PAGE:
WASHINGTON (AP) — Court proceedings opened Friday in the planned merger of the Corcoran Gallery of Art, one of the nation's oldest museums, with two larger institutions after years of financial troubles and daunting renovation needs.
District of Columbia Superior Court Judge Robert Okun heard arguments from the group Save the Corcoran, which represents some students, alumni, donors and faculty, who are seeking to intervene and stop the museum and art school's merger with George Washington University and the National Gallery of Art. Okun questioned the group and lawyers for the Corcoran. The judge said he would consider the case over the weekend before issuing a ruling Monday.
Okun indicated he could be ready to hear further proceedings in the case as soon as next week on an expedited schedule. Lawyers for the Corcoran have said delaying the planned merger could force the museum to begin using the sales of artworks to pay for its operations.
Under a merger plan finalized in May, the Corcoran building would continue operating as a museum, though with less than half its current gallery space. Most of the building would be devoted to the art school, which would become part of George Washington University, and the university would assume responsibility for a major $70 million renovation of the Corcoran's historic Beaux-Arts building. At least $35 million in Corcoran money would help fund part of the renovation cost.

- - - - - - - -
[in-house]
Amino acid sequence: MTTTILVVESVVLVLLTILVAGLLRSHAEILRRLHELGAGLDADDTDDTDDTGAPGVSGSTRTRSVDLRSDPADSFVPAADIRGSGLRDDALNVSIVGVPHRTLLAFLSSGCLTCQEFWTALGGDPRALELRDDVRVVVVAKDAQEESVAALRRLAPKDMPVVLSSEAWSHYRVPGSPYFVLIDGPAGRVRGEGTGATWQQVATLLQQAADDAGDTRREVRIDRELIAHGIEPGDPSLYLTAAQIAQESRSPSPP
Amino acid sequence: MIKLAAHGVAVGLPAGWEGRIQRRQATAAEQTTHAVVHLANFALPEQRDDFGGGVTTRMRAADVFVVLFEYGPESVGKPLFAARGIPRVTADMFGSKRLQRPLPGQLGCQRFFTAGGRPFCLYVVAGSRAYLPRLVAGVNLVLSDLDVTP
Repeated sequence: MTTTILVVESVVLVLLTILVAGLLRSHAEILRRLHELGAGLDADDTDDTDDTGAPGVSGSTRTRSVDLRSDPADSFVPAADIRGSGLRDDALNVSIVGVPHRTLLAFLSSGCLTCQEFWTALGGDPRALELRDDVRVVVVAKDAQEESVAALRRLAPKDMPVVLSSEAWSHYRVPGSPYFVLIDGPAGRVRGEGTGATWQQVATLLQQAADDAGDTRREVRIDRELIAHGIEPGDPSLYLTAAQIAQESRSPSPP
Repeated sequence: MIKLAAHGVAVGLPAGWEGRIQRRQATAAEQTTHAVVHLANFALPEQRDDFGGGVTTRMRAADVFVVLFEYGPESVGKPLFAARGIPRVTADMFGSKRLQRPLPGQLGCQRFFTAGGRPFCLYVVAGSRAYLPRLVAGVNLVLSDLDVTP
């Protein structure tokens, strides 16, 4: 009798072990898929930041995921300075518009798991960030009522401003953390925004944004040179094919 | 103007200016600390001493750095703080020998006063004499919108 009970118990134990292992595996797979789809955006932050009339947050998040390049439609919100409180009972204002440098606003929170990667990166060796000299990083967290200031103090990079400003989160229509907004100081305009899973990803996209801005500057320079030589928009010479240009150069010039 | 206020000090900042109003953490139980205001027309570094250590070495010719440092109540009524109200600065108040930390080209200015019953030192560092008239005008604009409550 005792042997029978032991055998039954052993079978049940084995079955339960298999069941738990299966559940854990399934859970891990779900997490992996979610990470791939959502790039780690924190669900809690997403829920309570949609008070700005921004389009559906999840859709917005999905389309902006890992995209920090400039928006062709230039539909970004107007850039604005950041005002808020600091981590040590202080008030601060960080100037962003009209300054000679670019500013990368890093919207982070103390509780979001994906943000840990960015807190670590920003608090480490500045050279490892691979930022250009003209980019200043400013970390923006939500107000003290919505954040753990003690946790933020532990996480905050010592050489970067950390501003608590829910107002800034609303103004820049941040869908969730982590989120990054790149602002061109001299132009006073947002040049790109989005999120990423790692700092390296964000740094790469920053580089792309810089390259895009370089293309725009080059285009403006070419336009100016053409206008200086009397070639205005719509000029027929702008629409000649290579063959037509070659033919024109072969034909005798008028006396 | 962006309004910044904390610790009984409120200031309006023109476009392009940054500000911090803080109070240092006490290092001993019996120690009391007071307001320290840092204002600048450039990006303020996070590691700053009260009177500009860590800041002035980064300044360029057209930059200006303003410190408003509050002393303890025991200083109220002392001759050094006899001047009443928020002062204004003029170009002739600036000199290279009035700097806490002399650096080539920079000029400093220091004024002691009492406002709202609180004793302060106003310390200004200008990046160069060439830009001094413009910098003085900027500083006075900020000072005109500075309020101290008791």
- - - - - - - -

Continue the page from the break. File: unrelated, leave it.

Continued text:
The National Gallery of Art would acquire the bulk of the Corcoran's 17,000 artworks and would run the exhibit programs and museum operations. Some artworks would be distributed to other museums with a preference for those in Washington.
The District of Columbia has filed court documents in support of allowing the merger to go forward after reviewing the Corcoran's financial information and noting its pattern of funding shortfalls.
In court documents, Corcoran lawyers argued that opponents of the merger deal have no standing to intervene and that delaying the merger into the Corcoran college's next academic year would deplete the museum's operating funds.
"Indeed, to operate the college for the upcoming academic term would require that the board violate the standards imposed by the relevant museum associations by requiring the use of proceeds from the sale of art to be used for operating expenses," attorney Charles Patrizia wrote. He added that such a move would destroy "the Corcoran's reputation as a museum."
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